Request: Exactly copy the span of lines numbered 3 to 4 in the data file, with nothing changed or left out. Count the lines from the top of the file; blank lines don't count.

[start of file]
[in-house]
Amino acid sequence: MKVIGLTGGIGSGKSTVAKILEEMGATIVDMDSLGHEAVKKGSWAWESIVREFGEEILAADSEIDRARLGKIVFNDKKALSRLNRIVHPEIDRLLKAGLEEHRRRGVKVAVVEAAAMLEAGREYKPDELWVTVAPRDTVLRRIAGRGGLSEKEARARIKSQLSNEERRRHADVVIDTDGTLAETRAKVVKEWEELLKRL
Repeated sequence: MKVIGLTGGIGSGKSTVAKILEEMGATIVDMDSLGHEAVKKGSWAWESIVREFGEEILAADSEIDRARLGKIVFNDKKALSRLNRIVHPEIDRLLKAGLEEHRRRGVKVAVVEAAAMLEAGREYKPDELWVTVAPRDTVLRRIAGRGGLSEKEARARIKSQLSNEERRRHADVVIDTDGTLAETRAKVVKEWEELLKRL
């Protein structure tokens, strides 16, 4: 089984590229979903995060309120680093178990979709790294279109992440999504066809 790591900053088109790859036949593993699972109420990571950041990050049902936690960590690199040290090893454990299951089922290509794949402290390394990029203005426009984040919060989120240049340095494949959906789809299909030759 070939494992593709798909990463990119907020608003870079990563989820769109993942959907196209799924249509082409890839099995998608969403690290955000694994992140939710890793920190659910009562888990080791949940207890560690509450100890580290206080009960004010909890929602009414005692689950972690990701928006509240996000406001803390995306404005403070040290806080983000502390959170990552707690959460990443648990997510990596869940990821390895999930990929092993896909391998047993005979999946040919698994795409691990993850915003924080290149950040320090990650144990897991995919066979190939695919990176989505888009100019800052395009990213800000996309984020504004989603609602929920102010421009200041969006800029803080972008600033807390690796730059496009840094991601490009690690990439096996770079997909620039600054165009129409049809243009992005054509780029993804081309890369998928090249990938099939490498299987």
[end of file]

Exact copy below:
Repeated sequence: MKVIGLTGGIGSGKSTVAKILEEMGATIVDMDSLGHEAVKKGSWAWESIVREFGEEILAADSEIDRARLGKIVFNDKKALSRLNRIVHPEIDRLLKAGLEEHRRRGVKVAVVEAAAMLEAGREYKPDELWVTVAPRDTVLRRIAGRGGLSEKEARARIKSQLSNEERRRHADVVIDTDGTLAETRAKVVKEWEELLKRL
């Protein structure tokens, strides 16, 4: 089984590229979903995060309120680093178990979709790294279109992440999504066809 790591900053088109790859036949593993699972109420990571950041990050049902936690960590690199040290090893454990299951089922290509794949402290390394990029203005426009984040919060989120240049340095494949959906789809299909030759 070939494992593709798909990463990119907020608003870079990563989820769109993942959907196209799924249509082409890839099995998608969403690290955000694994992140939710890793920190659910009562888990080791949940207890560690509450100890580290206080009960004010909890929602009414005692689950972690990701928006509240996000406001803390995306404005403070040290806080983000502390959170990552707690959460990443648990997510990596869940990821390895999930990929092993896909391998047993005979999946040919698994795409691990993850915003924080290149950040320090990650144990897991995919066979190939695919990176989505888009100019800052395009990213800000996309984020504004989603609602929920102010421009200041969006800029803080972008600033807390690796730059496009840094991601490009690690990439096996770079997909620039600054165009129409049809243009992005054509780029993804081309890369998928090249990938099939490498299987």